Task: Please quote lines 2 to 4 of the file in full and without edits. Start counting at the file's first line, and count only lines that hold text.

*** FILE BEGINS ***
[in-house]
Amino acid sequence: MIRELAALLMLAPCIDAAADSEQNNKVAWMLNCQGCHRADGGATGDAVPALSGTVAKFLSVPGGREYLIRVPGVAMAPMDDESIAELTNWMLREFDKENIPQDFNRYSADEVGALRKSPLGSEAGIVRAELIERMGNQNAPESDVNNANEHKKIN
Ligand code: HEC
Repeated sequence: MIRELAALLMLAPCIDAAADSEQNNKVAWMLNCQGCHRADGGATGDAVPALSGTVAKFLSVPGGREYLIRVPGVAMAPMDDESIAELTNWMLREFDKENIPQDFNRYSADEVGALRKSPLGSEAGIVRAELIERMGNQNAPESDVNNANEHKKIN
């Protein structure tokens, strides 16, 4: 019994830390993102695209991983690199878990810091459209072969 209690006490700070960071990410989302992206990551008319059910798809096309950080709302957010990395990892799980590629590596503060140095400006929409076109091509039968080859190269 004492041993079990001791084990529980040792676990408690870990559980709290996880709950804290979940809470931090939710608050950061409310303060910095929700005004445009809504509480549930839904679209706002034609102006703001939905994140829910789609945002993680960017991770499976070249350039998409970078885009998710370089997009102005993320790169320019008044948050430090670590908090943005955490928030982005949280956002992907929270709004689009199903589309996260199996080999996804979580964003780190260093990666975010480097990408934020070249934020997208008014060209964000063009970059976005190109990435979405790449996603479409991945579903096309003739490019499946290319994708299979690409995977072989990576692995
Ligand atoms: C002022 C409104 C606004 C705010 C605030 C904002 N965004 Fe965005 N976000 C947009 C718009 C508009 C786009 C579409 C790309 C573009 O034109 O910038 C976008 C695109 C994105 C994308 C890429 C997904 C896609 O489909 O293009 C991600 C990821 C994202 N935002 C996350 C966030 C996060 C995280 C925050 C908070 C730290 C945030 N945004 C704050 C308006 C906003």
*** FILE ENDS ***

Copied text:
Amino acid sequence: MIRELAALLMLAPCIDAAADSEQNNKVAWMLNCQGCHRADGGATGDAVPALSGTVAKFLSVPGGREYLIRVPGVAMAPMDDESIAELTNWMLREFDKENIPQDFNRYSADEVGALRKSPLGSEAGIVRAELIERMGNQNAPESDVNNANEHKKIN
Ligand code: HEC
Repeated sequence: MIRELAALLMLAPCIDAAADSEQNNKVAWMLNCQGCHRADGGATGDAVPALSGTVAKFLSVPGGREYLIRVPGVAMAPMDDESIAELTNWMLREFDKENIPQDFNRYSADEVGALRKSPLGSEAGIVRAELIERMGNQNAPESDVNNANEHKKIN